"From that survey, our psychobehavioral data enabled us to come up with five distinct segments of Americans based on their intention to get the vaccine—The Enthusiasts, the Watchful, the Cost-Anxious, The System Distrusters, and the Conspiracy Believers," Charles explained. "People in each segment share similar beliefs and concerns about COVID-19 vaccination, rather than being similar primarily in their demographics." (The numbers within each group shifted between January and March.)

Charles noted that at least 70 percent of the American population needs to be vaccinated for herd immunity to be possible. Yet Surgo's March survey found that 33 percent of the population will hold out on getting a vaccine until at least July. This means that vaccine hesitancy is, in itself, a big problem and provides a larger context for the issue of people who get inadequately vaccinated.

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While the Enthusiasts are on board with vaccination and it will be extremely difficult to sway the Conspiracy Believers, the other three groups are known as the "Persuadable." These include people who are "watchful" and simply want to see what happens to other people they know who get vaccinated before receiving vaccines themselves; the "cost-anxious," who are concerned about how much time and money they'll need to invest in getting vaccinated; and the "system distrusters" are predominantly (but not entirely) people from communities of color who believe the health system does not treat them fairly.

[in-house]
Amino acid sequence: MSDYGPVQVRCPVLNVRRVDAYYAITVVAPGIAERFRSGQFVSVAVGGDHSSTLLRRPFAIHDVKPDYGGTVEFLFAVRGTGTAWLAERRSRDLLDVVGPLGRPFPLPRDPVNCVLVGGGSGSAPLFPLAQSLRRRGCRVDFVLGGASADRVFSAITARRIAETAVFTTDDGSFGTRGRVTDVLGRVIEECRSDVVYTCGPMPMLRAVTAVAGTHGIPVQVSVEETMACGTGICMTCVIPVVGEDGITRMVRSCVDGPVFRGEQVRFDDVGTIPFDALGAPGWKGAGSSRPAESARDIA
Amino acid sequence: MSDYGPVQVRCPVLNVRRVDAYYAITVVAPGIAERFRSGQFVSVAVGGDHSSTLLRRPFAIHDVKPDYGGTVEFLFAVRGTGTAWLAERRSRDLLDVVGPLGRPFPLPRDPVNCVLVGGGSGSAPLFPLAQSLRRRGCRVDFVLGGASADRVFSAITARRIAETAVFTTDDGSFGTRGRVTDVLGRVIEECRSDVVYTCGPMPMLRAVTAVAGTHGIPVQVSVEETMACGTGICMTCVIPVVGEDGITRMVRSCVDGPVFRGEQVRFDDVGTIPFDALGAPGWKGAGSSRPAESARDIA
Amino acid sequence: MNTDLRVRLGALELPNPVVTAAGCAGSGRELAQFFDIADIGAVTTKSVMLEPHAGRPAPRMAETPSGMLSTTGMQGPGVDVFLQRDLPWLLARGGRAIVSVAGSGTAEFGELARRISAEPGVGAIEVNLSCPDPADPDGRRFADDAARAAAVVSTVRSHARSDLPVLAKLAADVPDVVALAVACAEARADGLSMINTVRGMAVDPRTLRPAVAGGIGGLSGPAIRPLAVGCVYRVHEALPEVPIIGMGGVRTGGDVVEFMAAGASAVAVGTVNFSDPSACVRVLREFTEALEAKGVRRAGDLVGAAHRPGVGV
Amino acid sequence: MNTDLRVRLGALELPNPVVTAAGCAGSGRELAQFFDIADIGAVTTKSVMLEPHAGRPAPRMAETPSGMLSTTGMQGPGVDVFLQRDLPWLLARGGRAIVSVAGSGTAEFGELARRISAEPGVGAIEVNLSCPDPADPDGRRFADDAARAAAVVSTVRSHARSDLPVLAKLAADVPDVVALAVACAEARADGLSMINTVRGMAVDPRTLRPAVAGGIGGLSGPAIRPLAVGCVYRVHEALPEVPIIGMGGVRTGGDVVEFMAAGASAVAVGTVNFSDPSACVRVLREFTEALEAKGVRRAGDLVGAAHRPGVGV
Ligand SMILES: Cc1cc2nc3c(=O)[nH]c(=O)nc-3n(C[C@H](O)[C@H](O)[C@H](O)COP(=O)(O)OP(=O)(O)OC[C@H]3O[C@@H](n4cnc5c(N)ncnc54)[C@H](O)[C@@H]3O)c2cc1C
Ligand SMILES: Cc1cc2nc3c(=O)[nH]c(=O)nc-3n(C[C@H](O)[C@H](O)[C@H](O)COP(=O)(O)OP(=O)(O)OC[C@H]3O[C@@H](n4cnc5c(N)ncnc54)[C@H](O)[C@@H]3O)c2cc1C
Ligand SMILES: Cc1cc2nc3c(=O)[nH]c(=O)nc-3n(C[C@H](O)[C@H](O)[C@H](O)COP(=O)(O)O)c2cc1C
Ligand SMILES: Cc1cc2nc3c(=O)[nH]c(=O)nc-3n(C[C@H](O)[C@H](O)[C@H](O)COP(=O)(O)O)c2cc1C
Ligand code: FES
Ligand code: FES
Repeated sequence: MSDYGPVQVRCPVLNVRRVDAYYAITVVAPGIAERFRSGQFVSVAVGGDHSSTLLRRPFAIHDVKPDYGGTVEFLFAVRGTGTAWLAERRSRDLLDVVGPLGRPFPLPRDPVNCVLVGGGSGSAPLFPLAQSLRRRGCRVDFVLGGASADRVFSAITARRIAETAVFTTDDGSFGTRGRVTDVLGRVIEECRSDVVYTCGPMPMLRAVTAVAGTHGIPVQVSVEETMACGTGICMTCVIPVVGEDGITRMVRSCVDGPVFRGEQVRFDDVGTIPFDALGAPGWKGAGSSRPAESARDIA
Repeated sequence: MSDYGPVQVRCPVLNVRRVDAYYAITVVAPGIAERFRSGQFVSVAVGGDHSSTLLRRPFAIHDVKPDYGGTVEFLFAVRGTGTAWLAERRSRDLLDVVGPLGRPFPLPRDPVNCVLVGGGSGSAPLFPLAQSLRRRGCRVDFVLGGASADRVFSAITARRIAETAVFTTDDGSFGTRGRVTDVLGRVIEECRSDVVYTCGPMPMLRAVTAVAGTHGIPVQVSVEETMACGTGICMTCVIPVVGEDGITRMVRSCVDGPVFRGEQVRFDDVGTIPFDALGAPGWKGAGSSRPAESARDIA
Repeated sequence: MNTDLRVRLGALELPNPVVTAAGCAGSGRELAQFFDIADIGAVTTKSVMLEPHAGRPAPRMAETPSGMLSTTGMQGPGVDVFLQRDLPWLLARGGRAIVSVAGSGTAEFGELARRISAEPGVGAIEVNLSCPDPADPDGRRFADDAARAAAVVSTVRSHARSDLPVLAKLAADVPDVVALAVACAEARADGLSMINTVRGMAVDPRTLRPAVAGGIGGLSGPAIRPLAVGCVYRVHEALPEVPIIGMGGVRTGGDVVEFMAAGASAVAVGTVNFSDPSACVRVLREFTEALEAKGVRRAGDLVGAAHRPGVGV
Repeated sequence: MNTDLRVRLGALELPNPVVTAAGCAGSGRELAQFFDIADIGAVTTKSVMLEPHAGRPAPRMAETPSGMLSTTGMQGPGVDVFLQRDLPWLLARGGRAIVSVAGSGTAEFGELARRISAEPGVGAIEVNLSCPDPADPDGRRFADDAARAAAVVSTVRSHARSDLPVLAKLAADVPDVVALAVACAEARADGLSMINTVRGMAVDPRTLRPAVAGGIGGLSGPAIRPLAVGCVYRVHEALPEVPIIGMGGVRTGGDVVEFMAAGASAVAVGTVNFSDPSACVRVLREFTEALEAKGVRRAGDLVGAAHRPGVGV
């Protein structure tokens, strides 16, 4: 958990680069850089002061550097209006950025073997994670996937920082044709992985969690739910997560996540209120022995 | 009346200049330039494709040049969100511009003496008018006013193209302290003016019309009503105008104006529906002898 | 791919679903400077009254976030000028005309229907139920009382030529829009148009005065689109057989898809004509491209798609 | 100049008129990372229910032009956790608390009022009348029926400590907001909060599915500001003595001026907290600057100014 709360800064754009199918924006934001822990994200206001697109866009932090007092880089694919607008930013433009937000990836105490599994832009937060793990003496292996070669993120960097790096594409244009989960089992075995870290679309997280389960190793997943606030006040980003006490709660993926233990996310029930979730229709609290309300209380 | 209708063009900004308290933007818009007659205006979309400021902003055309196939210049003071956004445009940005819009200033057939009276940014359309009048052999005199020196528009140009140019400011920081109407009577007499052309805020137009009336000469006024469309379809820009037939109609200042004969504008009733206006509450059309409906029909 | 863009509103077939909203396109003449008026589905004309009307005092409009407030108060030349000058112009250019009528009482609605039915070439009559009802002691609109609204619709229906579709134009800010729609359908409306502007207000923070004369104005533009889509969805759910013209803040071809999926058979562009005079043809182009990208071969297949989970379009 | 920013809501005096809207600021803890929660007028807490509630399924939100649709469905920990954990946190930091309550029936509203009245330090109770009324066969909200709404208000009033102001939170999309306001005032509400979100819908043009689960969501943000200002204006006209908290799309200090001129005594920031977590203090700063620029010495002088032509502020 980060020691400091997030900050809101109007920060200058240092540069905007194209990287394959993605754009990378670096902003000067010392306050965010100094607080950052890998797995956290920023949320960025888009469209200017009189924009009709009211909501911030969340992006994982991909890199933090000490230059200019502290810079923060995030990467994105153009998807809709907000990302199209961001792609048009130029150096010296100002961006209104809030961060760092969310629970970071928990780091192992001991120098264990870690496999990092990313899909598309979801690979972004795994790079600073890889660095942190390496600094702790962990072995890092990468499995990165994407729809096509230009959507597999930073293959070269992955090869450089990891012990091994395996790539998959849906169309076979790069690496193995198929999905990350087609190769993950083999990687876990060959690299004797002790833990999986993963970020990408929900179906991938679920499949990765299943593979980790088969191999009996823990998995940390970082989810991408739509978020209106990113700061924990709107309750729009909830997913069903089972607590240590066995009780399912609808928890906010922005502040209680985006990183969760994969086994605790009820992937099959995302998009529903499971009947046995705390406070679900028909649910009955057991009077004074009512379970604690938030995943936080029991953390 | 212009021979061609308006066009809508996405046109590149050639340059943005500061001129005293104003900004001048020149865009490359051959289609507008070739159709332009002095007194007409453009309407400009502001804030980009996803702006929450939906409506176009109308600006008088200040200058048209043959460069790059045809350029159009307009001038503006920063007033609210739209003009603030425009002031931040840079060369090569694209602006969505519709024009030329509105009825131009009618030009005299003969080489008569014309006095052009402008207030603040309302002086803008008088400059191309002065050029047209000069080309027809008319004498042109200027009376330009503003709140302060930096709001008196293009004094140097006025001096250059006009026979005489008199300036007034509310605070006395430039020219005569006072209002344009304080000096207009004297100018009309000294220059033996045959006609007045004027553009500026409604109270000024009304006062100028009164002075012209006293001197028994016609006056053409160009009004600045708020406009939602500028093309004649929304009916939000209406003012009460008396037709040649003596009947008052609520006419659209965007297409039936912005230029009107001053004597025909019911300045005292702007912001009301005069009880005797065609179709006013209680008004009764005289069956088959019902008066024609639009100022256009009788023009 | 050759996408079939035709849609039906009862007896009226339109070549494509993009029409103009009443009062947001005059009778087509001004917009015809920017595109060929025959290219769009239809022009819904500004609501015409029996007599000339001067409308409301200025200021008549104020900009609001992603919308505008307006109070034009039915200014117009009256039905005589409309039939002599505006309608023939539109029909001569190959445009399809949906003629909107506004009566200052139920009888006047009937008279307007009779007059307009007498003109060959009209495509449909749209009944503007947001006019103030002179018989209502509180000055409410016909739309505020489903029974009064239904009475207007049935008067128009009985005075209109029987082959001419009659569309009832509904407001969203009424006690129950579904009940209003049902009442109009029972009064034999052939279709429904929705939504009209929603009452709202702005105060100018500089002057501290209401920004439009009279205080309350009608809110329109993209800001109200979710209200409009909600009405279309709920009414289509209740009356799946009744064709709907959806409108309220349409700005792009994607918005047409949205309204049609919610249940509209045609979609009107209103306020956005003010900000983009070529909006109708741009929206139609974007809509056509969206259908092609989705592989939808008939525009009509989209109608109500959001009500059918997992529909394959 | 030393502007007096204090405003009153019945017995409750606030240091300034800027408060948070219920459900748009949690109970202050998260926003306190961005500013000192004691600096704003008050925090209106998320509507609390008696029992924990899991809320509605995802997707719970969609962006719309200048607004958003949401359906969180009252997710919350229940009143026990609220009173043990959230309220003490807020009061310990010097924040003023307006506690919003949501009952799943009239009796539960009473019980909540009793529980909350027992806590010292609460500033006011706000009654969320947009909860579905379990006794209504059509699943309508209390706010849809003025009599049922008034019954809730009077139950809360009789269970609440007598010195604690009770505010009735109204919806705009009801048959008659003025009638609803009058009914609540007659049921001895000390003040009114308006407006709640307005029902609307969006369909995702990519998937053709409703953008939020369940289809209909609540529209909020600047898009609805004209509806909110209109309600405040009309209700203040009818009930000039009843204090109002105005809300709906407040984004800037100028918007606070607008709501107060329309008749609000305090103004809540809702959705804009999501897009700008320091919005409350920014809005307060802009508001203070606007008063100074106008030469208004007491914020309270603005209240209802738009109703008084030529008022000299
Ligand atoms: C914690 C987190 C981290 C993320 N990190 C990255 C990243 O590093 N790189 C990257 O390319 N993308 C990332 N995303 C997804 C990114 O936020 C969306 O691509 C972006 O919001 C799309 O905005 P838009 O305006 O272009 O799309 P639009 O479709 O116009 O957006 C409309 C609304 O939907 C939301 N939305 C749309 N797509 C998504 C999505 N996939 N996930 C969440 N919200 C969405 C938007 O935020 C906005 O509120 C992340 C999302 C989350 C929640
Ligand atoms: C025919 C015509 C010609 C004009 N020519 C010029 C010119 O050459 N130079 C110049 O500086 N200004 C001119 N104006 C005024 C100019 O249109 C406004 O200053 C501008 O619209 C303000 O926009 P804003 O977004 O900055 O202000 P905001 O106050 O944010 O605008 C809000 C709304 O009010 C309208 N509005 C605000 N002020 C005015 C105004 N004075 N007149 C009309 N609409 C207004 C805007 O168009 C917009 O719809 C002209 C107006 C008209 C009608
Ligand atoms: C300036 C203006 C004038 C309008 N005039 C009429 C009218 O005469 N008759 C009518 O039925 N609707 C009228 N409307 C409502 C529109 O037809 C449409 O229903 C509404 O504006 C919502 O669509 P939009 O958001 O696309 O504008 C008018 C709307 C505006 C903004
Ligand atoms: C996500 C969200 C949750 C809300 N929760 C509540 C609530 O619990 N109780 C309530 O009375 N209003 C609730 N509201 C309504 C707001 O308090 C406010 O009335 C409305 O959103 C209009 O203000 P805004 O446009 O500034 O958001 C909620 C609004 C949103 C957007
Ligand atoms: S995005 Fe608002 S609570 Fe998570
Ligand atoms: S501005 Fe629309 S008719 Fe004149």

"In general, conspiracy beliefs are quite prevalent," Charles explained, adding that 42 percent of Americans believe at least one COVID-19 conspiracy. "For those that have already received at least one dose of the COVID-19 vaccine, we find that the prevalence of these beliefs is much lower, but not zero percent: Twenty-two percent of people who had received at least one dose of the COVID vaccine believed COVID-19 is being exploited to control people, 14 percent believed it was made by people to manipulate world events, and three percent believed a tracking chip may be implanted through the vaccine."

Dr. Irwin Redlener, leader of Columbia University's Pandemic Response Initiative, offered another explanation for why people may be vaccine hesitant.

"There are many reasons why there has been a measurable slow-down in people getting the 'second shot' of a two-shot series," Redlener told Salon by email. "People have heard a great deal about potentially very good immune response to the first shot alone — even without evidence establishing long-term durability of a single dose. And we've heard about the U.K's good success in tamping down coronavirus spread even with a very long delay in administering the second mRNA dose."